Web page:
A few years ago, as 2007 was coming to an end, I had a revelation of sorts. A male friend was visiting from out of town, and though he and my husband are also good friends, we had the opportunity to spend a little time alone together, just the two of us, talking and catching up. And it was while hanging out with him that I was reminded how important his friendship had been to me over the years, and how important it is to cultivate and nurture friendships with members of the opposite sex. But as you get older, this is not so easily done.
As one half of a happily married couple, my socializing consists mostly of hanging out with other couples, or breaking into gender-determined groupings: the men go out and partake in some sort of male-bonding activity, and the women, at least in my circle of friends, tend to stay in and make dinner. Sure, there are some among us who have been fortunate enough to carry old male/female friendships forward from earlier days, or who have been able to forge new relationships in situations where the boundaries are already clearly-defined, such as those that develop in the workplace or in a creative collaboration. But things can get a little tense when one partner in a committed relationship decides to seek out a new friendship with someone of the opposite sex. For no matter how innocent the intentions, there are manifold opportunities for misread signals, miscommunication and jealousy.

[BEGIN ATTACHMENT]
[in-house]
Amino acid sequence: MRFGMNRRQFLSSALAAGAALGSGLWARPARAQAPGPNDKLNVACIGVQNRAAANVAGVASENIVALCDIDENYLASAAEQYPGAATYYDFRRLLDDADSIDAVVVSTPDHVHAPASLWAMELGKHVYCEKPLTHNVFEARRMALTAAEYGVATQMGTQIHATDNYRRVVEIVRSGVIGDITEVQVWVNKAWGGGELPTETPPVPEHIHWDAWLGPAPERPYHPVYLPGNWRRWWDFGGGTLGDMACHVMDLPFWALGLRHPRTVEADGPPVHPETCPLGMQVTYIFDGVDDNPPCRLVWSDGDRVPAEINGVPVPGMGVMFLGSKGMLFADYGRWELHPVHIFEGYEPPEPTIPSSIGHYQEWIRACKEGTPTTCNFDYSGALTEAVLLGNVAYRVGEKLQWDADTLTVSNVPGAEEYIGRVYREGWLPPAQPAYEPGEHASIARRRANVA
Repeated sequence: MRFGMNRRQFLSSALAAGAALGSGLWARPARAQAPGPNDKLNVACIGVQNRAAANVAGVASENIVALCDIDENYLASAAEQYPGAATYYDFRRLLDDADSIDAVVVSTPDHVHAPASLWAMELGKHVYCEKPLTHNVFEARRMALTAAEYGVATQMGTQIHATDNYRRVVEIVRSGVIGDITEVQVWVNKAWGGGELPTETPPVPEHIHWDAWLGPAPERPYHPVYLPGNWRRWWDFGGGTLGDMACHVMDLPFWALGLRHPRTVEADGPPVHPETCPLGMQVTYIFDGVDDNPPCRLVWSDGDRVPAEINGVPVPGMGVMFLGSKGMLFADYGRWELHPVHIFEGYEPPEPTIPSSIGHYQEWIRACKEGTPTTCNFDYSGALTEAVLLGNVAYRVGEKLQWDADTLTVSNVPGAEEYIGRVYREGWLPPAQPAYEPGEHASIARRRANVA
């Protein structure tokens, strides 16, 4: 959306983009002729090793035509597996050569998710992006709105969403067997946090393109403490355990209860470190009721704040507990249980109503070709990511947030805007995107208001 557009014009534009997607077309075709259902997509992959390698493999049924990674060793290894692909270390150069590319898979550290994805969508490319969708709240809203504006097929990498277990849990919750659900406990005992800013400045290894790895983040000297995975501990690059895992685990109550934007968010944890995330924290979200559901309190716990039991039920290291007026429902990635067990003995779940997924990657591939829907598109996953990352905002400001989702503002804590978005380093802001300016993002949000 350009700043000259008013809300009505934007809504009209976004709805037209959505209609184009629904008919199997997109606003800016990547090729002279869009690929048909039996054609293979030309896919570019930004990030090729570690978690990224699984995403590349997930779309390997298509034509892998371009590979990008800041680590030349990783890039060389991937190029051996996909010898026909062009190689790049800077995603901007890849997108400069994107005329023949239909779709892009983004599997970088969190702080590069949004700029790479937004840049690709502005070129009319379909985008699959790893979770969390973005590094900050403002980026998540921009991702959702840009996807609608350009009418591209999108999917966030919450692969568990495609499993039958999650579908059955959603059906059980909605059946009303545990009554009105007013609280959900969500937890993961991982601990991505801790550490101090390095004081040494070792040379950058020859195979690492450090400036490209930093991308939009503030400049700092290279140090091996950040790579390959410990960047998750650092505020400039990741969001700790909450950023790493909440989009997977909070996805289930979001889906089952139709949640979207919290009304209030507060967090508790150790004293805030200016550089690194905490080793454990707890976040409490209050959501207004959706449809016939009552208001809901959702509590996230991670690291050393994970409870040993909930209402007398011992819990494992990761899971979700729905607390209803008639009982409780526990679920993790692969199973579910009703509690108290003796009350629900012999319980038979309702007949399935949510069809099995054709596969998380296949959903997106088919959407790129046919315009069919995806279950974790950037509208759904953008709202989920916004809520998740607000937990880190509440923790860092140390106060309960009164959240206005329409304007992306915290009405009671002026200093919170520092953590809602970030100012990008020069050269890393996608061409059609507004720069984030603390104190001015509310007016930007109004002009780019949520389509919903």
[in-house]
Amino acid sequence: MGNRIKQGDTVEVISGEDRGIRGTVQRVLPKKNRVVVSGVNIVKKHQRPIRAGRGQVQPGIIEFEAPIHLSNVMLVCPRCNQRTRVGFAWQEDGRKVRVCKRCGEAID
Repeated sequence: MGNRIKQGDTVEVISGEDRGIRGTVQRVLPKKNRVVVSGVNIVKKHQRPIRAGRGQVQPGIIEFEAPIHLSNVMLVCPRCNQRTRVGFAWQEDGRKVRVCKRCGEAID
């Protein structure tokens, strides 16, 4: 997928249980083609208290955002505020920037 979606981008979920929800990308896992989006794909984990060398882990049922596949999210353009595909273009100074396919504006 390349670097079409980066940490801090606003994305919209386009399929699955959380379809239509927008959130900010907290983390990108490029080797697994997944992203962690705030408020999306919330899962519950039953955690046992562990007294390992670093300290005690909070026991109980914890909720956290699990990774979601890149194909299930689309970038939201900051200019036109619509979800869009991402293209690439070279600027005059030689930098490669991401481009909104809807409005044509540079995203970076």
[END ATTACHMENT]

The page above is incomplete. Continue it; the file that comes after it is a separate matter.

And so, on the eve of 2008, I put forward a kind of new year’s proposition, that as a group of friends, we spend the next twelve months collectively engaged in an experiment of cross-gender, cross-couple platonic dating: I hang out with your partner, and you hang out with mine. It seemed a perfect solution to the problem, for here, as in the workplace, all the boundaries would be clearly drawn and so there would be no opportunity for jealousy or weirdness. Yet, when I tried to sell my idea to the various men in the crowd, it was met with a mixture of curiosity and what can only be described as terror. When I asked one of them to explain just exactly what he found so frightening about the concept, he looked into his crystal ball – which in truth, was actually just a beer bottle – and laid out a future scenario as he feared it:
We would go out, he and I. And since we don’t know each other very well, it would be awkward. And so we would order some drinks. Once the alcohol kicked in, the situation would become more comfortable, and we would start talking. Realizing that we were enjoying ourselves, we would order some more drinks. And this is where things would start to go wrong. Feeling that we were sharing a bonding moment, I would start asking the hard questions, which would inevitably lead to tears on his part, followed by embarrassment. Just what those hard questions would be, he did not specify. But it was clear from the expression on his face that I was never going to convince him to go on a platonic date with me.
He’s not the only one to raise concerns.